# Solved – What to do when your likelihood function has a double product with small values near zero – log transform doesn’t work

I currently have a likelihood function defined as the following:

\$\$
L=prod_{i=1}^{N}left[prod_{s=1}^{S_i}L_{is}(yspace|space rho_A)timesphi + prod_{s=1}^{S_i}L_{is}(yspace|space rho_B)times(1-phi)right]
\$\$

Here, \$y\$ is an observation, \$rho_A\$ and \$rho_B\$ are defined to be a vector set of parameters, and \$phi\$ is just a variable.

What makes this likelihood different than the usual likelihoods I have seen is that not only are there are \$N\$ observations, but each observation has sub-values up to \$S_i\$, for \$i=1,…,N\$.

My problem right now is that the \$L_{is}(yspace|space rho_A)\$ are small to begin with, with some values around \$0.000000001\$ or even \$0\$. Therefore, if I multiply many of these small values, I get an even smaller result that `R` or most other languages will just treat as zero. However, taking the logarithm of \$L\$ only converts the first product into a sum, which doesn't help at all.

I've also tried to take the exponential, and then the log of the product, but I still have values that go straight to zero. Would anyone know of a prudent transformation to use? I have tried to use the log-transform method where I find the maximum, then re-scale, as in here: Converting (normalizing) very small likelihood values to probability. However, it appears that this would work for likelihood's with denominator's of zero. Thanks!

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I recently had to deal with the same issue when computing conditional probabilities involving numbers on the order of \$10^{-10000}\$ (because normalizing the probability distribution would have required a great deal of unnecessary calculations). The heart of this difficulty, which comes up repeatedly in statistical computation, concerns taking logarithms of sums which themselves can overflow or underflow the computing platform's form of numeric representation (typically IEEE doubles). In the present case (to abstract away all irrelevant detail) we may write

\$\$L = prod_i left(sum_j x_{ij}right)\$\$

where the products \$x_{i1} = prod_{s=1}^{S_i}L_{is}(yspace|space rho_A)phi\$ and \$x_{i2} = prod_{s=1}^{S_i}L_{is}(yspace|space rho_B)(1-phi)\$ are themselves best computed using logarithms. Naturally we would like to compute \$L\$ as

\$\$L = exp(log(L));quad log(L) = sum_i log left(sum_j x_{ij}right)\$\$

and in most applications, having \$log(L)\$ is all that is really needed. There is the rub: how to compute logarithms of sums? Dropping the (now superfluous) subscript \$i\$, and assuming the \$x_j\$ will be computed using logarithms, we are asking how to calculate expressions like

\$\$logsum_j exp(log(x_j))\$\$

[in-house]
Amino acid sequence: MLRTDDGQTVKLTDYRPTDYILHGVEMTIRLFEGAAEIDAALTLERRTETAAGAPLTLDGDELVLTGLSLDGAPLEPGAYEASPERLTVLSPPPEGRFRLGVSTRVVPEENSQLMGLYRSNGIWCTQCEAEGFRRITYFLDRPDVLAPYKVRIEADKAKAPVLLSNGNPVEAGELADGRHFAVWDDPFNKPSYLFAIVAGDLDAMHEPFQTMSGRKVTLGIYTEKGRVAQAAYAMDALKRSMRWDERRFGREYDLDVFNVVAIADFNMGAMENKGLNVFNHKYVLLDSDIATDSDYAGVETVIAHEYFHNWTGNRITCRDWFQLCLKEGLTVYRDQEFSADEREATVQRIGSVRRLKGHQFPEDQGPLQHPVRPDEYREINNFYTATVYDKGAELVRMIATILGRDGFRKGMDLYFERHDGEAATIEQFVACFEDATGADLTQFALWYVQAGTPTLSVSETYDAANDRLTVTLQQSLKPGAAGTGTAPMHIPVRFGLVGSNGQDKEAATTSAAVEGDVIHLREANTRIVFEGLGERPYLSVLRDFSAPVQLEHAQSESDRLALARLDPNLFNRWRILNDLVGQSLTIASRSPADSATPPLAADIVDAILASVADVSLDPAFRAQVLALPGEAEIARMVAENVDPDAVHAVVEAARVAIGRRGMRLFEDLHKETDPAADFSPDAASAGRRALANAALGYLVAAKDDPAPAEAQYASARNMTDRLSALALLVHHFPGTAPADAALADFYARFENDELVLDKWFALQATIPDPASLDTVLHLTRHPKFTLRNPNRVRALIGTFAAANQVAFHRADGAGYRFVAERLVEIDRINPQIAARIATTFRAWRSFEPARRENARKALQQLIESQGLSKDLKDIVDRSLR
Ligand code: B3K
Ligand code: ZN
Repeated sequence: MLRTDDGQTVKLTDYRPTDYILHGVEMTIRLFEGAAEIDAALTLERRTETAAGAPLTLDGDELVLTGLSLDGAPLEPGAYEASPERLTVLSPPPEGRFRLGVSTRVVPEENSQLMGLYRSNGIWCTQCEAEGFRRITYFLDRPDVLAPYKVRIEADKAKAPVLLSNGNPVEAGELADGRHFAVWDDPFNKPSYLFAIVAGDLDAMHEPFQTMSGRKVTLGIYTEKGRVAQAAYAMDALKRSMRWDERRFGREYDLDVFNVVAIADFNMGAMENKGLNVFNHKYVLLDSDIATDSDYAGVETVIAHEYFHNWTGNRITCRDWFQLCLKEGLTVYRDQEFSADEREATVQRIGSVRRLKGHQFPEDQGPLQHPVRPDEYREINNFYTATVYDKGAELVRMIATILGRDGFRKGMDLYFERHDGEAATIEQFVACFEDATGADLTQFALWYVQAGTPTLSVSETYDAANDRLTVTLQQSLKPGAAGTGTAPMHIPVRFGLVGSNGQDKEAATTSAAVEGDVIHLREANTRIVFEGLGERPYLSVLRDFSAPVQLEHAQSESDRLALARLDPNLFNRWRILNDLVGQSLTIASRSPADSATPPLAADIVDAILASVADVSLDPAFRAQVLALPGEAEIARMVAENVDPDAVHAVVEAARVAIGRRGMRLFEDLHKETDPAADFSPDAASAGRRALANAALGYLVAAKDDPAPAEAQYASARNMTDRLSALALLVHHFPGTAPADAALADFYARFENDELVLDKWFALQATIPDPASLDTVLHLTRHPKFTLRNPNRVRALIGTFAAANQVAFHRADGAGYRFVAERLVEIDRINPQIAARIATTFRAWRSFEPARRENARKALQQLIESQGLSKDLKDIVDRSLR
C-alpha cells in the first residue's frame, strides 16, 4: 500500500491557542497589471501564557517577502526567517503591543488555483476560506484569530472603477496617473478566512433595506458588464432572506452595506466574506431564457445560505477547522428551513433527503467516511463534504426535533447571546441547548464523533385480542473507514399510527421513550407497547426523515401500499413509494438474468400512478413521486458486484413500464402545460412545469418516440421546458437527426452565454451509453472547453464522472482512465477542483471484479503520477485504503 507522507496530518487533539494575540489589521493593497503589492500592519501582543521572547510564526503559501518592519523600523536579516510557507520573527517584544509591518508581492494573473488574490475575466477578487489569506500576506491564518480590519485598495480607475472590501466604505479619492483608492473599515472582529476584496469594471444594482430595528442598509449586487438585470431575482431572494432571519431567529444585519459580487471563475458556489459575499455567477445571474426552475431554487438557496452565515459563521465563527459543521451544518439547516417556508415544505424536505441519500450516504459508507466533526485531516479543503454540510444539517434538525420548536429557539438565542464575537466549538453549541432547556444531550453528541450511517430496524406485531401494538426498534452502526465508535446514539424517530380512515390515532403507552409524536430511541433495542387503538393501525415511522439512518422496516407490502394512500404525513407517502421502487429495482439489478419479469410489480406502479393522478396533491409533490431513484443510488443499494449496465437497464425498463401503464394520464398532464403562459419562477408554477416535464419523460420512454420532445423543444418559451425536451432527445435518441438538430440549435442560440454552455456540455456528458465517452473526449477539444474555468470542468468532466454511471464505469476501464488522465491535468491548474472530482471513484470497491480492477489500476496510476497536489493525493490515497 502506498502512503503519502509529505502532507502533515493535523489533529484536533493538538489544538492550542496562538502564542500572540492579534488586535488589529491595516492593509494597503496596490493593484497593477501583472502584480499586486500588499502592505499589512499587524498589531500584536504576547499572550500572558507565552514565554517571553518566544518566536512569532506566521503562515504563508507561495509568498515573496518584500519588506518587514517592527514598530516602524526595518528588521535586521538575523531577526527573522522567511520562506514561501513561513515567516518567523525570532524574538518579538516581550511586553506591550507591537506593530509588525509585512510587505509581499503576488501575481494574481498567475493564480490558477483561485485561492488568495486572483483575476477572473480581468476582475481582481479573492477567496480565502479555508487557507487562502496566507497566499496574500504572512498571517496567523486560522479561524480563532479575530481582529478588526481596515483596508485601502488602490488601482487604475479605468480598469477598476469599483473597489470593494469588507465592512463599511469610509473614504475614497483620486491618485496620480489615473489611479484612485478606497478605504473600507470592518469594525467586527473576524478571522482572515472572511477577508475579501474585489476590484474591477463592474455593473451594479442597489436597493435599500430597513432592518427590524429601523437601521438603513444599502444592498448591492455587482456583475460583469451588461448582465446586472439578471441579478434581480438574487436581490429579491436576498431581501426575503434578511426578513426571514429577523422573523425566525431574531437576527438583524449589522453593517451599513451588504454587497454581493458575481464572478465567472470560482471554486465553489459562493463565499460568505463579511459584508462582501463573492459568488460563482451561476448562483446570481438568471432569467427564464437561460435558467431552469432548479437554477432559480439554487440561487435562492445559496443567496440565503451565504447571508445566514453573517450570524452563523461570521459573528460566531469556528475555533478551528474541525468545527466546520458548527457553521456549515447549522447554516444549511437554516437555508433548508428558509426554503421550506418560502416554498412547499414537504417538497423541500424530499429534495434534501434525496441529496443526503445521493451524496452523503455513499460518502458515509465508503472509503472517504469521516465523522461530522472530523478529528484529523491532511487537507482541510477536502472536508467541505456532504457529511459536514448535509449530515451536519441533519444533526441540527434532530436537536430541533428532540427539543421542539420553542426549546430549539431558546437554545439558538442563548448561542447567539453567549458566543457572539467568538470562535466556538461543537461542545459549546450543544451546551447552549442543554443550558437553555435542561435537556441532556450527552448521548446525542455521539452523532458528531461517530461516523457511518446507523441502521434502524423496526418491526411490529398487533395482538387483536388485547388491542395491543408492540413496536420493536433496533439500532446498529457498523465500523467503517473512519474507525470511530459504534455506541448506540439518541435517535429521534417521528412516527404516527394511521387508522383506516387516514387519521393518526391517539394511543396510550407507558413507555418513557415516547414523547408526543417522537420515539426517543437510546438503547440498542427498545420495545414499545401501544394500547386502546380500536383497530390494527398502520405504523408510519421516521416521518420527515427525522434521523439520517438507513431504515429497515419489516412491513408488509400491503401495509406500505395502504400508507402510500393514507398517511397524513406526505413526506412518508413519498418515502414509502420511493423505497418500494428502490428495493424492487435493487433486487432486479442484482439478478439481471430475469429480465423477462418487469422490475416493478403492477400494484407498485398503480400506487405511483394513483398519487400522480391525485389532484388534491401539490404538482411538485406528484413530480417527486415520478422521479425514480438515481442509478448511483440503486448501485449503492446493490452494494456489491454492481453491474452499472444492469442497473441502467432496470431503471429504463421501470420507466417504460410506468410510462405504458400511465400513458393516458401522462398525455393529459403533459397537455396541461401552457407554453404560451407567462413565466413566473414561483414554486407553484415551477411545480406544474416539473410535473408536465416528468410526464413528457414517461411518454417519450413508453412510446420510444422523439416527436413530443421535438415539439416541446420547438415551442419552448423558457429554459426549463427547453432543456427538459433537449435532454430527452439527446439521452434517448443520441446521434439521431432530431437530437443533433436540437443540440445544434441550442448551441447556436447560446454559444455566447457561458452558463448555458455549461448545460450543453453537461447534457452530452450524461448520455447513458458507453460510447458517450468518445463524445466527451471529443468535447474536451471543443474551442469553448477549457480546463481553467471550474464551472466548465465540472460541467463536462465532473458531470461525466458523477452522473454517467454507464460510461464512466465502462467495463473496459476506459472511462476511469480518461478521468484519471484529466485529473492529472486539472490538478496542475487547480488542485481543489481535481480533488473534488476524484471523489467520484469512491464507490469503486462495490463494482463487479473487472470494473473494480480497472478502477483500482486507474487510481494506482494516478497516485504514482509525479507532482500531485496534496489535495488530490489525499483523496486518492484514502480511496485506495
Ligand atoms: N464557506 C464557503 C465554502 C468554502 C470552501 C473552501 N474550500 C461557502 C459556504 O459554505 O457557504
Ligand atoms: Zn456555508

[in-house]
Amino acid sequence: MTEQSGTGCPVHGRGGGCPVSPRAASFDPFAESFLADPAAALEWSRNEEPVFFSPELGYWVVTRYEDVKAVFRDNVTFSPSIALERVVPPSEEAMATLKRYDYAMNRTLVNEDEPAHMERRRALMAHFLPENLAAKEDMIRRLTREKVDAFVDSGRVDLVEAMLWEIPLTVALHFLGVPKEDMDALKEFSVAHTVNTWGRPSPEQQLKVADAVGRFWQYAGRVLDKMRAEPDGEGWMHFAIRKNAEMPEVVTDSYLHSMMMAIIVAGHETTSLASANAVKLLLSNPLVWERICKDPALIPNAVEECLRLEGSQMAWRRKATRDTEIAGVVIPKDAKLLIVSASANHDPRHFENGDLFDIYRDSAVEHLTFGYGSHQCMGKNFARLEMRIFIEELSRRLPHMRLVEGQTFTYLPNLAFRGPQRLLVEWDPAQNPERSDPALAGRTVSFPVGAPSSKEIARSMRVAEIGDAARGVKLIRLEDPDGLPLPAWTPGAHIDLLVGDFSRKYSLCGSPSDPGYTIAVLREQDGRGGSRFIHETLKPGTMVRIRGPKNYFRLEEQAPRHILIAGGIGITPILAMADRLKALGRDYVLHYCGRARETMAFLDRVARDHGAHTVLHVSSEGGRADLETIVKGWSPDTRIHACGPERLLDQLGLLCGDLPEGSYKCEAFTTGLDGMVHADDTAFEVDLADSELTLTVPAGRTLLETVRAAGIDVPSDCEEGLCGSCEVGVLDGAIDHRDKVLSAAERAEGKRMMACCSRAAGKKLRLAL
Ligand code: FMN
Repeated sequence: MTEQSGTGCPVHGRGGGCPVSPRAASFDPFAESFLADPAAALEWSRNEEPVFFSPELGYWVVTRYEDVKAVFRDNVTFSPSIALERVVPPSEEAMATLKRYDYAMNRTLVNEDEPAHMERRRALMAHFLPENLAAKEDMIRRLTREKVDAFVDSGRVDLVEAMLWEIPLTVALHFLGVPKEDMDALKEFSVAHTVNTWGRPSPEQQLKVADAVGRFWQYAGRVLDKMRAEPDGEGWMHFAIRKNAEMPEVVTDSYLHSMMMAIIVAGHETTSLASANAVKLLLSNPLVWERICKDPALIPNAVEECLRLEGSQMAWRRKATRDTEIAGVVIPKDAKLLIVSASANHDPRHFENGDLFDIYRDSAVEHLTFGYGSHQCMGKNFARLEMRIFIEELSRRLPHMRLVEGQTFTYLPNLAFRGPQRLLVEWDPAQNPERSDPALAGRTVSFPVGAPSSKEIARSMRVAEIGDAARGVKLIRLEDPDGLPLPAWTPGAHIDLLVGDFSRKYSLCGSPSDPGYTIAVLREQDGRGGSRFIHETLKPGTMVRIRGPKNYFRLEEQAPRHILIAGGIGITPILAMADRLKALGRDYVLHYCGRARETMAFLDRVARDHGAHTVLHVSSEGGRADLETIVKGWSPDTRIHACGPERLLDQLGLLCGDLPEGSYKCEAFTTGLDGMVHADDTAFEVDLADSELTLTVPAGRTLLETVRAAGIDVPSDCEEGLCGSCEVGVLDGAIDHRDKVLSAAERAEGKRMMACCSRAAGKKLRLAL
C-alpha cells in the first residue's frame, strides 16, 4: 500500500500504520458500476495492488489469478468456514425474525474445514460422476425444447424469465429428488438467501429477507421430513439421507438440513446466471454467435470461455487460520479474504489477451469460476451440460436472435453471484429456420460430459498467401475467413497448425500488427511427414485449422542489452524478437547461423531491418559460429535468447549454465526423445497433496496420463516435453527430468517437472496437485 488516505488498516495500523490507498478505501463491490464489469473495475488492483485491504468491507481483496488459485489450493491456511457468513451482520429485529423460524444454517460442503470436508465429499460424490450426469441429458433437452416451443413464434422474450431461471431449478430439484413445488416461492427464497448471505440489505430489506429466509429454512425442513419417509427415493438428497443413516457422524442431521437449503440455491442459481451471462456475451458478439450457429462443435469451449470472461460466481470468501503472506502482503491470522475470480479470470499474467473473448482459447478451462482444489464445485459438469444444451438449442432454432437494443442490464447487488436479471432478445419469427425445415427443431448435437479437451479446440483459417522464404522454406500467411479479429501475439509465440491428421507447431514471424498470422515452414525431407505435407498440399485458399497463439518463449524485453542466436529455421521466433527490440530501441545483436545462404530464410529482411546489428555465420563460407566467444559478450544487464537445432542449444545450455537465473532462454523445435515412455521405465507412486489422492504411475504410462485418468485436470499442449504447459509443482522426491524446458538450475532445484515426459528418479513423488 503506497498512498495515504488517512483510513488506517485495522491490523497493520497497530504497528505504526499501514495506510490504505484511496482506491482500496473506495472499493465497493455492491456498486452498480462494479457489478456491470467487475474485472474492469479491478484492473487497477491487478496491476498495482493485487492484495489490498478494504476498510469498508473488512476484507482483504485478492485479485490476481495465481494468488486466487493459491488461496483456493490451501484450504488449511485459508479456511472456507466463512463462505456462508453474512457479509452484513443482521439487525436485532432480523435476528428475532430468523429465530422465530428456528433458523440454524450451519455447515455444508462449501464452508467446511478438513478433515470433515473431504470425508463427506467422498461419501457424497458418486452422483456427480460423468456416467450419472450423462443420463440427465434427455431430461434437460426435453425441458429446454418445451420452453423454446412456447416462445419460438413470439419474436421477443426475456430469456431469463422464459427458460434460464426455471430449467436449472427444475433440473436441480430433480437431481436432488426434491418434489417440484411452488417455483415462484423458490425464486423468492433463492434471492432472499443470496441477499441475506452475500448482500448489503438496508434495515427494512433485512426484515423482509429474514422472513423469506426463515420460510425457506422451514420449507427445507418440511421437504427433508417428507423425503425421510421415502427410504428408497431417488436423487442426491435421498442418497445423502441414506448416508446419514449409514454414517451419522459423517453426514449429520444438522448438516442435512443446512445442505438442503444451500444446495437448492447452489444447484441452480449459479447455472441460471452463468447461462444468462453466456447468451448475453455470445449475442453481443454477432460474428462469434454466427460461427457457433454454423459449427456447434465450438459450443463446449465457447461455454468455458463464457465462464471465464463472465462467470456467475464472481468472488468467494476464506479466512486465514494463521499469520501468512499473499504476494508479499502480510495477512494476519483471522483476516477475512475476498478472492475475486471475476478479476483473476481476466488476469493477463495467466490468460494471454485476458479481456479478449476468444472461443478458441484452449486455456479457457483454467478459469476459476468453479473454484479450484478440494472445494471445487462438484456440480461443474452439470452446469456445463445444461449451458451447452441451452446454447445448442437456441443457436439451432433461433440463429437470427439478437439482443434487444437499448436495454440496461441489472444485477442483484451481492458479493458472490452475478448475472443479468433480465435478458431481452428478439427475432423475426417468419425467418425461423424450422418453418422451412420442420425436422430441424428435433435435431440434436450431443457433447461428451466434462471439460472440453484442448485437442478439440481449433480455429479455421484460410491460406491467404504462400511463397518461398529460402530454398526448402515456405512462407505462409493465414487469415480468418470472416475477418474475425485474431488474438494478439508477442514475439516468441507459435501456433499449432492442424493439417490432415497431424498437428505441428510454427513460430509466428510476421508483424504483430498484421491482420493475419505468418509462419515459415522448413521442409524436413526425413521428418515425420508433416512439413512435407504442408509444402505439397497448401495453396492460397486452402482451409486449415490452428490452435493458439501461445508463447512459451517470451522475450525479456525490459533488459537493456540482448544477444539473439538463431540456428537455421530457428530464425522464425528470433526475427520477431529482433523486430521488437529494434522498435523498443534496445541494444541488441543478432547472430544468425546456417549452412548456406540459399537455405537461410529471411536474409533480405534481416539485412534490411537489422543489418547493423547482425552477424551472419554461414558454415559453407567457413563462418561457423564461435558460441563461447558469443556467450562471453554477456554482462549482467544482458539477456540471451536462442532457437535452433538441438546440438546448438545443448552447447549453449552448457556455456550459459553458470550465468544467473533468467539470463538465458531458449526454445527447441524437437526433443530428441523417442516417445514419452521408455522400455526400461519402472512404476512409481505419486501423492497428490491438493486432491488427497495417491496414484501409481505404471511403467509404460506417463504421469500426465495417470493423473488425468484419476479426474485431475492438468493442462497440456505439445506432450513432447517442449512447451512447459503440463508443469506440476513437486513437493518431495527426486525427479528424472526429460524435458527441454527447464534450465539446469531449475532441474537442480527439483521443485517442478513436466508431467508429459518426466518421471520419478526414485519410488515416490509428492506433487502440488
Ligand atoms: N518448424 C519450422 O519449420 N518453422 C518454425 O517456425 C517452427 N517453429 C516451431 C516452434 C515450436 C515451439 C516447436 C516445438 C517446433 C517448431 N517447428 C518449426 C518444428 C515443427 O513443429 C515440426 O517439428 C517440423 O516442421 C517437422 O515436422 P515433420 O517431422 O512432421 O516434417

without over- or underflow.

(Note, too, that in many statistical applications it suffices to obtain a natural logarithm to an accuracy of only one or two decimal places, so high precision is not usually needed.)

The solution is to keep track of the magnitudes of the arguments. When \$x_j gg x_k\$, then (to within a relative error of \$x_k/x_j\$) it is the case that \$x_j + x_k = x_j\$.

Often this magnitude-tracking can be done by estimating the order of magnitude of the sum (in some preliminary approximate calculation, for instance) and simply ignoring any term which is much smaller in magnitude. For more generality and flexibility, we can examine the relative orders of magnitude as we go along. This works best when summands have the most similar orders of magnitude, so that as little precision as possible is lost in each partial sum. Provided, then, that we arrange to sum the terms from smallest to largest, we may repeatedly apply this useful approximation and, in the end, lose no meaningful precision.

In many statistical applications (such as computing log likelihoods, which frequently involve Gamma and Beta functions) it is handy to have built-in functions to return the logarithms of factorials \$n!\$ and binomial coefficients \$binom{n}{k}\$. Most statistical and numerical computing platforms have such functions–even Excel does (`GAMMALN`). Use these wherever possible.

Here is `R` code to illustrate how this could be implemented. So that it will serve as (executable) pseudocode, only simple Fortran-like expressions are used: they will port easily to almost any computing environment.

``log.sum <- function(y, precision=log(10^17)) {   #    # Returns the logarithm of sum(exp(y)) without overflow or underflow.   # Achieves a relative error approximately e^(-precision).   #   # Some precision may be lost in computing `log(1+exp(*))`, depending on   # the computing platform.   #   if (length(y) == 0) return(1)   log.plus <- function(a, b) ifelse(abs(b-a) > precision,                                      max(b,a), max(b,a) + log(1 + exp(-abs(b-a))))   y <- sort(y)   x <- y[1]   for (z in y[-1]) x <- log.plus(x, z)   return (x)   } ``

For example, let's compute \$logsum_{i=0}^{1000}exp(i) = 1000.45867514538708ldots\$ in `R` with and without this method:

x <- seq(0, 1000, by=1); print(log(sum(exp(x))), digits=18)

``[1] Inf ``

Summation simply overflows. However,

print(log.sum(x), digits=18)

``[1] 1000.45867514538713 ``

is accurate to 17 full decimal places, which is all one can expect of IEEE doubles.

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